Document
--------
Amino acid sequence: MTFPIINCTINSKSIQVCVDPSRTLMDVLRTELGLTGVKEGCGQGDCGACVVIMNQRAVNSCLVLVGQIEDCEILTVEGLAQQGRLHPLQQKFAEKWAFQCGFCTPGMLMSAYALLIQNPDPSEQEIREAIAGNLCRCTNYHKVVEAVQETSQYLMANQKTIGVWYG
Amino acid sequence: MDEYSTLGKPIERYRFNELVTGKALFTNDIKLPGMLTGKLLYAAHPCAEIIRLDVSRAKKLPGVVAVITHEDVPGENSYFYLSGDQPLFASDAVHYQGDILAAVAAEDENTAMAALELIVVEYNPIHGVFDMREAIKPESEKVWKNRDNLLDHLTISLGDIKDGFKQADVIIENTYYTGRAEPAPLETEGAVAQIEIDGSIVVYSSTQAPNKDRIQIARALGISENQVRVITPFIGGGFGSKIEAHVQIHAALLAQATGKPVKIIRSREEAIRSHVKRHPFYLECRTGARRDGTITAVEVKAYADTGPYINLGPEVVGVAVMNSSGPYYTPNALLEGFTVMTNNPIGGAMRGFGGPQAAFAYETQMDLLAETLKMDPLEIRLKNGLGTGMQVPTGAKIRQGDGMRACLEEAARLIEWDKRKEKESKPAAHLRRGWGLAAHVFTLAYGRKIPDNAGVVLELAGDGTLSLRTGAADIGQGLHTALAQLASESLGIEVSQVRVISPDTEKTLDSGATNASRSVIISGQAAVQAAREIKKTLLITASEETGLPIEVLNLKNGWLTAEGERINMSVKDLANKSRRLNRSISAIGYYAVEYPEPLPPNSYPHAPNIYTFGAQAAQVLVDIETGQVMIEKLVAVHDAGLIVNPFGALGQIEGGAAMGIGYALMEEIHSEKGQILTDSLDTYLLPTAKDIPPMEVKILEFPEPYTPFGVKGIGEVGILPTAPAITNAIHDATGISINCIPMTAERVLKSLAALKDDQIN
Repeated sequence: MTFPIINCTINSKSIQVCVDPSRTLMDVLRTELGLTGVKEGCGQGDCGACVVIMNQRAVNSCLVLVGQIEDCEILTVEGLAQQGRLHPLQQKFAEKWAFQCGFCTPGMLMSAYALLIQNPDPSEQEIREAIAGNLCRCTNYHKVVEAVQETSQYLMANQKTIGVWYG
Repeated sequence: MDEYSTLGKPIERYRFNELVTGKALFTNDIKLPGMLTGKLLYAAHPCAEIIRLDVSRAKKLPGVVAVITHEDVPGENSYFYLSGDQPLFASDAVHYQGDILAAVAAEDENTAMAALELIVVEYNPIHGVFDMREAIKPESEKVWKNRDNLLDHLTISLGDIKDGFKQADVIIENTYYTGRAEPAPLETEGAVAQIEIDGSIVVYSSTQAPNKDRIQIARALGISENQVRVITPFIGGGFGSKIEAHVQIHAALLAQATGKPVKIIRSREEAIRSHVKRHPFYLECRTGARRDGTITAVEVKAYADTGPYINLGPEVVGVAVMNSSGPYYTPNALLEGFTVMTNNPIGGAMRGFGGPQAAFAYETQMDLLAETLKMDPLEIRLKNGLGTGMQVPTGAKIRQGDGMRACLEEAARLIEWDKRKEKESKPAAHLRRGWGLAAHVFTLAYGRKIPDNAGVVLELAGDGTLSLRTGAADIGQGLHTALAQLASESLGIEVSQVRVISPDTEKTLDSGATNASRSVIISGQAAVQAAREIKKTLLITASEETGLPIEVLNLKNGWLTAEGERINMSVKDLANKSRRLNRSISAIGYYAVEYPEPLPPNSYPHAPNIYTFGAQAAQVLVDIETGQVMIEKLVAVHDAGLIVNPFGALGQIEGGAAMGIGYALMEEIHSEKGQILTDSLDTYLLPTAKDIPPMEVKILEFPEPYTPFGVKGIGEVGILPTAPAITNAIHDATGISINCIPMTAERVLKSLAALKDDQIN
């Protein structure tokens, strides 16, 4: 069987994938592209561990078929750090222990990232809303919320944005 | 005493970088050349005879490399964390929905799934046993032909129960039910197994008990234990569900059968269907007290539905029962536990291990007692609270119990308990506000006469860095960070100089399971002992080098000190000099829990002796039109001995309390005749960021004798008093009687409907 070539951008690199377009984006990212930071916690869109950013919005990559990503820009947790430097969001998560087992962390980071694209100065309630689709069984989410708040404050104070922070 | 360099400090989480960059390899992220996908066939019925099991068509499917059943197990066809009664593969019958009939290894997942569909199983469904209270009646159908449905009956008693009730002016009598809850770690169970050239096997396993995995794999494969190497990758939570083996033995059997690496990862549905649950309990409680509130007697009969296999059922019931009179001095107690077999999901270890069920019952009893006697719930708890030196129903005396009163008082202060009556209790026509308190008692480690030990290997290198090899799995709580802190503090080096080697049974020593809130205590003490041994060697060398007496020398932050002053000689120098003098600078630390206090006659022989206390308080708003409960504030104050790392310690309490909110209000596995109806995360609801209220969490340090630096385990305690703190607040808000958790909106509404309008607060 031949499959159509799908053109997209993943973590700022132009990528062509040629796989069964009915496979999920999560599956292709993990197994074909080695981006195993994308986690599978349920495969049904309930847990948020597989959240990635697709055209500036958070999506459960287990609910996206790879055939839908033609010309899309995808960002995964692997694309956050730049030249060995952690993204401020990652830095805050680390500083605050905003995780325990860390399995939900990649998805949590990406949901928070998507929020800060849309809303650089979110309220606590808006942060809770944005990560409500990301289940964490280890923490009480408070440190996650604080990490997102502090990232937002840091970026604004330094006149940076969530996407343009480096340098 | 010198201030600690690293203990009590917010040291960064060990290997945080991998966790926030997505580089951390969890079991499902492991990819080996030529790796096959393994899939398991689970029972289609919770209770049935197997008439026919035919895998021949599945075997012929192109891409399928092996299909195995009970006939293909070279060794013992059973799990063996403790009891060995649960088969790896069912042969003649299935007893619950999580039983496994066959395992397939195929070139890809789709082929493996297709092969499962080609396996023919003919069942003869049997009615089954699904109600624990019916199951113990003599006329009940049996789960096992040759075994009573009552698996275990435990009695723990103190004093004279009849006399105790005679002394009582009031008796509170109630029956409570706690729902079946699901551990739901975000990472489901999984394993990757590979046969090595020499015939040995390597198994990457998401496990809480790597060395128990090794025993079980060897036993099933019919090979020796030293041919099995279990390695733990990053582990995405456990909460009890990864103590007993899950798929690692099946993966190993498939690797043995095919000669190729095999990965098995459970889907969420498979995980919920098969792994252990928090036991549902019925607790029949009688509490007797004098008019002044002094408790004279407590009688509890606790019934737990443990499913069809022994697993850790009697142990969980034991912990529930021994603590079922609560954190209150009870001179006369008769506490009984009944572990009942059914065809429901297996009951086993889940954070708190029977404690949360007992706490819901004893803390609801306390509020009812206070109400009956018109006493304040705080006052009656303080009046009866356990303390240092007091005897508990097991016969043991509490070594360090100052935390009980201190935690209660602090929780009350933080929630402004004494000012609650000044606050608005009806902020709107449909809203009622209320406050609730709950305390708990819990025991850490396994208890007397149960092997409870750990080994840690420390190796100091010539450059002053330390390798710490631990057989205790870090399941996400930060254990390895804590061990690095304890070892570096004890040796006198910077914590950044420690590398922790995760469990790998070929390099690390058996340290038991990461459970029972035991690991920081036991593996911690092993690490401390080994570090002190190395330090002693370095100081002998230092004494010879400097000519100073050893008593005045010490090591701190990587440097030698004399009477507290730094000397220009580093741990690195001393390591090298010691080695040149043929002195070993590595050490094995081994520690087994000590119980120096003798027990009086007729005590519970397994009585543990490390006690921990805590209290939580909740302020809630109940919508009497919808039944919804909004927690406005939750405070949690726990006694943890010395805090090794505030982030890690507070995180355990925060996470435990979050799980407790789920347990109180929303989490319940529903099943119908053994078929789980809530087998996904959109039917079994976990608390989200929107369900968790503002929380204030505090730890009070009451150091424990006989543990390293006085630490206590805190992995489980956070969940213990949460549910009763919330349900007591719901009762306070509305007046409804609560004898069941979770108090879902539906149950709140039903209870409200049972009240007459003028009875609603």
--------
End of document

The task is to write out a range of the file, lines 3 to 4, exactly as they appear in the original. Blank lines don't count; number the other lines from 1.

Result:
Repeated sequence: MTFPIINCTINSKSIQVCVDPSRTLMDVLRTELGLTGVKEGCGQGDCGACVVIMNQRAVNSCLVLVGQIEDCEILTVEGLAQQGRLHPLQQKFAEKWAFQCGFCTPGMLMSAYALLIQNPDPSEQEIREAIAGNLCRCTNYHKVVEAVQETSQYLMANQKTIGVWYG
Repeated sequence: MDEYSTLGKPIERYRFNELVTGKALFTNDIKLPGMLTGKLLYAAHPCAEIIRLDVSRAKKLPGVVAVITHEDVPGENSYFYLSGDQPLFASDAVHYQGDILAAVAAEDENTAMAALELIVVEYNPIHGVFDMREAIKPESEKVWKNRDNLLDHLTISLGDIKDGFKQADVIIENTYYTGRAEPAPLETEGAVAQIEIDGSIVVYSSTQAPNKDRIQIARALGISENQVRVITPFIGGGFGSKIEAHVQIHAALLAQATGKPVKIIRSREEAIRSHVKRHPFYLECRTGARRDGTITAVEVKAYADTGPYINLGPEVVGVAVMNSSGPYYTPNALLEGFTVMTNNPIGGAMRGFGGPQAAFAYETQMDLLAETLKMDPLEIRLKNGLGTGMQVPTGAKIRQGDGMRACLEEAARLIEWDKRKEKESKPAAHLRRGWGLAAHVFTLAYGRKIPDNAGVVLELAGDGTLSLRTGAADIGQGLHTALAQLASESLGIEVSQVRVISPDTEKTLDSGATNASRSVIISGQAAVQAAREIKKTLLITASEETGLPIEVLNLKNGWLTAEGERINMSVKDLANKSRRLNRSISAIGYYAVEYPEPLPPNSYPHAPNIYTFGAQAAQVLVDIETGQVMIEKLVAVHDAGLIVNPFGALGQIEGGAAMGIGYALMEEIHSEKGQILTDSLDTYLLPTAKDIPPMEVKILEFPEPYTPFGVKGIGEVGILPTAPAITNAIHDATGISINCIPMTAERVLKSLAALKDDQIN